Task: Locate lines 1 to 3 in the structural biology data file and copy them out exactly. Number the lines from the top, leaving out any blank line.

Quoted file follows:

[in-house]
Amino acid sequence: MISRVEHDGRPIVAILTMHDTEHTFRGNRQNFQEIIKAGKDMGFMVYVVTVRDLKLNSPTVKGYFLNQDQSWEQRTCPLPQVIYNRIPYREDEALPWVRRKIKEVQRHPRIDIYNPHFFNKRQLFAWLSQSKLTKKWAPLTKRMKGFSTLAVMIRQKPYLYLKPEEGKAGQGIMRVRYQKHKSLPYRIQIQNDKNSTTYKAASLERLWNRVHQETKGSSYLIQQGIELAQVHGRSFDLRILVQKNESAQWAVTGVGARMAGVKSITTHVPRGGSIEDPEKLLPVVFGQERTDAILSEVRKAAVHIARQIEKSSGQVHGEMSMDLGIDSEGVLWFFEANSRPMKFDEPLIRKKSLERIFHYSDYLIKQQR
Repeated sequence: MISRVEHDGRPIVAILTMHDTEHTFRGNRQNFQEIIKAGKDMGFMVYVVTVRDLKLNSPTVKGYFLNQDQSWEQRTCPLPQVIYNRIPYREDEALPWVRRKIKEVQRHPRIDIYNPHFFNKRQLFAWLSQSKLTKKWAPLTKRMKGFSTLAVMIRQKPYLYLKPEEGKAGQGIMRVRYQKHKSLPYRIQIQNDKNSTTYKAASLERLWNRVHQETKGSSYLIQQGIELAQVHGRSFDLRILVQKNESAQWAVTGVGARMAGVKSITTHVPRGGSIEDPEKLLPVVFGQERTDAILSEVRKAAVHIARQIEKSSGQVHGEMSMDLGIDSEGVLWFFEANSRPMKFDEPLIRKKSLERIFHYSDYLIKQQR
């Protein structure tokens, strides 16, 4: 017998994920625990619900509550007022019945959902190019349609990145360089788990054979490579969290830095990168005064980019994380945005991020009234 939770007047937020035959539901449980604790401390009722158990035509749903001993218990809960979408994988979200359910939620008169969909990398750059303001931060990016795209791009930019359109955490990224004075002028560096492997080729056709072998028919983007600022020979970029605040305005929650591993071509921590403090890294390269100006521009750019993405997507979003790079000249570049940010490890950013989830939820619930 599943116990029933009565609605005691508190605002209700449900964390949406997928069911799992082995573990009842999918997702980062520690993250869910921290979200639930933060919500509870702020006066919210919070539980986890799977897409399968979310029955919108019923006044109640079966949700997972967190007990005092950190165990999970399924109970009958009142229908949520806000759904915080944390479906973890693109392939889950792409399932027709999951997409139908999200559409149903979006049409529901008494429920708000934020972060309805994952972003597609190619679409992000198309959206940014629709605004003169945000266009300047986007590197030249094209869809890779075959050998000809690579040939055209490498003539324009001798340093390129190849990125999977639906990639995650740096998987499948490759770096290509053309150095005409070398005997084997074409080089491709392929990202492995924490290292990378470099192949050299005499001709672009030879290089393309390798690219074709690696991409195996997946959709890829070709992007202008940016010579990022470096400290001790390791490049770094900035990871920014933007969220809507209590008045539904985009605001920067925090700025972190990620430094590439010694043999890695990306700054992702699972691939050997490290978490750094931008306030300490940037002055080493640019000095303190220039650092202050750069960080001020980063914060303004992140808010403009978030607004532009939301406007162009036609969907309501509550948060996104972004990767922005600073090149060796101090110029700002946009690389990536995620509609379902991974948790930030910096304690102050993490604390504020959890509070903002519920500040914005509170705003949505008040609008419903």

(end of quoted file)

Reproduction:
[in-house]
Amino acid sequence: MISRVEHDGRPIVAILTMHDTEHTFRGNRQNFQEIIKAGKDMGFMVYVVTVRDLKLNSPTVKGYFLNQDQSWEQRTCPLPQVIYNRIPYREDEALPWVRRKIKEVQRHPRIDIYNPHFFNKRQLFAWLSQSKLTKKWAPLTKRMKGFSTLAVMIRQKPYLYLKPEEGKAGQGIMRVRYQKHKSLPYRIQIQNDKNSTTYKAASLERLWNRVHQETKGSSYLIQQGIELAQVHGRSFDLRILVQKNESAQWAVTGVGARMAGVKSITTHVPRGGSIEDPEKLLPVVFGQERTDAILSEVRKAAVHIARQIEKSSGQVHGEMSMDLGIDSEGVLWFFEANSRPMKFDEPLIRKKSLERIFHYSDYLIKQQR
Repeated sequence: MISRVEHDGRPIVAILTMHDTEHTFRGNRQNFQEIIKAGKDMGFMVYVVTVRDLKLNSPTVKGYFLNQDQSWEQRTCPLPQVIYNRIPYREDEALPWVRRKIKEVQRHPRIDIYNPHFFNKRQLFAWLSQSKLTKKWAPLTKRMKGFSTLAVMIRQKPYLYLKPEEGKAGQGIMRVRYQKHKSLPYRIQIQNDKNSTTYKAASLERLWNRVHQETKGSSYLIQQGIELAQVHGRSFDLRILVQKNESAQWAVTGVGARMAGVKSITTHVPRGGSIEDPEKLLPVVFGQERTDAILSEVRKAAVHIARQIEKSSGQVHGEMSMDLGIDSEGVLWFFEANSRPMKFDEPLIRKKSLERIFHYSDYLIKQQR